Tania Israel takes a practical approach to interpersonal dialogue in “Beyond Your Bubble.” She aims the book at individuals who want to heal specific rifts in their families, or to understand more generally what motivates others to hold the views they do. The goal is better listening, not persuading the other person. She writes that true dialogue allows people to be seen in all their humanity and complexity. Israel, a psychologist, has led communication workshops, and she speaks with authority but also humility. Even casual readers will find insights on how to improve communication with family, co-workers, neighbors, and others with whom they disagree. 

– April Austin / Staff writer

Just Mercy: A Story of Justice and Redemption 

By Bryan Stevenson

Bryan Stevenson unfolds his personal narrative of being a young Black lawyer in America’s deep South along with heartbreaking stories of people unjustly condemned to death row. His humanity, and his superhuman patience with legal processes, is a current running through the book. Stevenson is not only fighting to exonerate his clients, who are largely Black and impoverished, but he’s also shining a light on unequal treatment under the law. He argues that the legal system trips up poor people, and once caught in the snare, they are far less likely to receive a fair trial than wealthier (usually white) people. He argues that the opposite of poverty is not wealth, but justice. (Recommended by Monitor correspondent Dina Kraft)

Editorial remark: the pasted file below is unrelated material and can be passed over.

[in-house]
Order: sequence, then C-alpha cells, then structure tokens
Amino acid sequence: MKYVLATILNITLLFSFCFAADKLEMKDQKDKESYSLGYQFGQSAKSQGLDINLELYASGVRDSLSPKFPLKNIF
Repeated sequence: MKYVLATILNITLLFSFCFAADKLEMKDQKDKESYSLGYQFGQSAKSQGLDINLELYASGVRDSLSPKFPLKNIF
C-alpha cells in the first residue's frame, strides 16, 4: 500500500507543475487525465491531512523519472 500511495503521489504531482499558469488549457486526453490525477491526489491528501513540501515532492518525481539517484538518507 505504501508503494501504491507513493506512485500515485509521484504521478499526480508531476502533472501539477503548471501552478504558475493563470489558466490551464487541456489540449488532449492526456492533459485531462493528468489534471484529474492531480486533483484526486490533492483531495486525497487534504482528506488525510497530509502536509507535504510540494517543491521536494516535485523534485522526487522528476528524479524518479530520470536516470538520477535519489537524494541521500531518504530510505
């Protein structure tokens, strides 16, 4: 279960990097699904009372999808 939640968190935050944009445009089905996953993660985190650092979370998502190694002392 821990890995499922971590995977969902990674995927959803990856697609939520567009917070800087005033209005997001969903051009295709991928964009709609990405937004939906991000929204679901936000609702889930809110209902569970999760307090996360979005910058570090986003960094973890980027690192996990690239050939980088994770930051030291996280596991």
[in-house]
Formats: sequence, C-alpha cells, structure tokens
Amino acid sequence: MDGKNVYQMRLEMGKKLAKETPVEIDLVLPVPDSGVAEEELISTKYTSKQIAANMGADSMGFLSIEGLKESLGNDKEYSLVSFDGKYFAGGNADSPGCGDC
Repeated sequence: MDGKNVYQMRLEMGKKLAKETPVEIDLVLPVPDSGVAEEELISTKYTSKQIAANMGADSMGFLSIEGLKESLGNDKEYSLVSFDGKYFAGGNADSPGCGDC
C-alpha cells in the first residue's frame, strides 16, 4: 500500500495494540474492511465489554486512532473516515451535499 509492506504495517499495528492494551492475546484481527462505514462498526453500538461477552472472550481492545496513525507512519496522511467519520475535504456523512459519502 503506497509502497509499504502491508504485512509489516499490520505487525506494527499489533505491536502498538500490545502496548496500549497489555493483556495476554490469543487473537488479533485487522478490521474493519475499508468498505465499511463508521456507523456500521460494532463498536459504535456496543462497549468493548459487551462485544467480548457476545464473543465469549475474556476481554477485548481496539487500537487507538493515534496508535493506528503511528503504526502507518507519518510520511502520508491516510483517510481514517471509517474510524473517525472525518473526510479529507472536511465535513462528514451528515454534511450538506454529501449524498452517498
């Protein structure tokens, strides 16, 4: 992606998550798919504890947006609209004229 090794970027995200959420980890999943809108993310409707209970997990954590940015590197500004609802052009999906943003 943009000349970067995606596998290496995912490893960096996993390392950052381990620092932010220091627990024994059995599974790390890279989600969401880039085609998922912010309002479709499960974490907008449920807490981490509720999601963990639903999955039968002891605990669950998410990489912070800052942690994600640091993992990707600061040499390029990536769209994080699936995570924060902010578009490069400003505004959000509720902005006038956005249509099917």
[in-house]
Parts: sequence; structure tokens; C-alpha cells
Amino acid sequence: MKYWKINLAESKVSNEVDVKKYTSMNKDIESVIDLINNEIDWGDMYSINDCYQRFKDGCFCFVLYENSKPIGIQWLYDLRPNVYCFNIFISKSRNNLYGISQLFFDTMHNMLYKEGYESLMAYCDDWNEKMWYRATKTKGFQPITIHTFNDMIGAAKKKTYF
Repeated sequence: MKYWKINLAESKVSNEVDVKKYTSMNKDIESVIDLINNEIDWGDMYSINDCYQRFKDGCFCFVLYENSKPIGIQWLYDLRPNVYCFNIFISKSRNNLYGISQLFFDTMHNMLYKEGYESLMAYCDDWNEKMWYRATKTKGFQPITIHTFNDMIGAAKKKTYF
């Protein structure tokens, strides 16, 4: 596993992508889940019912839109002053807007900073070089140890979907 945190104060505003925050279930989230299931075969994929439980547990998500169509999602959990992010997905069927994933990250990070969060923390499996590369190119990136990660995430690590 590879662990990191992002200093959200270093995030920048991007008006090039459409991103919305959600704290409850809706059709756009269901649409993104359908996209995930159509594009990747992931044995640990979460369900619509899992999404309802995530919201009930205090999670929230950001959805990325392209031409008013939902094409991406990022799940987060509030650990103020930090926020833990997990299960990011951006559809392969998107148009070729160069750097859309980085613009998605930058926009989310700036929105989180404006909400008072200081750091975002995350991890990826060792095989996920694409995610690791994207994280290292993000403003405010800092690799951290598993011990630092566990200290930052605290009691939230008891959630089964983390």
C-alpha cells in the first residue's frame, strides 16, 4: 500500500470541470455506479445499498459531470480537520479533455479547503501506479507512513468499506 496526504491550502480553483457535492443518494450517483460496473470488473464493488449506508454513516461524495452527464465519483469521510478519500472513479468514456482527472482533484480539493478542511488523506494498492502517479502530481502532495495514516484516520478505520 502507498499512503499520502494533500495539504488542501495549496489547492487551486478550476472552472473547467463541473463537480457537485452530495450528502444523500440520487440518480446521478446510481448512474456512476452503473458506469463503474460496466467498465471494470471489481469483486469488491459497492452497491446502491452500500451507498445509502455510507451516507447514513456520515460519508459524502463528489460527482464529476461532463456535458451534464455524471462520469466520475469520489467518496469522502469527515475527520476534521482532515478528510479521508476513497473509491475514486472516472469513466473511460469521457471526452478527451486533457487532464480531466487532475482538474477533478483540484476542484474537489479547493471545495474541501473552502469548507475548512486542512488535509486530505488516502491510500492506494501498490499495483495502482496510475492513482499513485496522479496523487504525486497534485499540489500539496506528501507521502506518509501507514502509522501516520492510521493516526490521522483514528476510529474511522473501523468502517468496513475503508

– April Austin / Staff writer  

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Biden’s focus on climate migration

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In early June, Vice President Kamala Harris will travel to Guatemala on a new assignment to help Central America reduce the flow of migrants to the United States. A prime focus of the visit will be helping the region adapt to what she calls “extreme climate incidents,” such as back-to-back hurricanes last year that affected nearly 9 million people. On that score, her work is part of a global trend.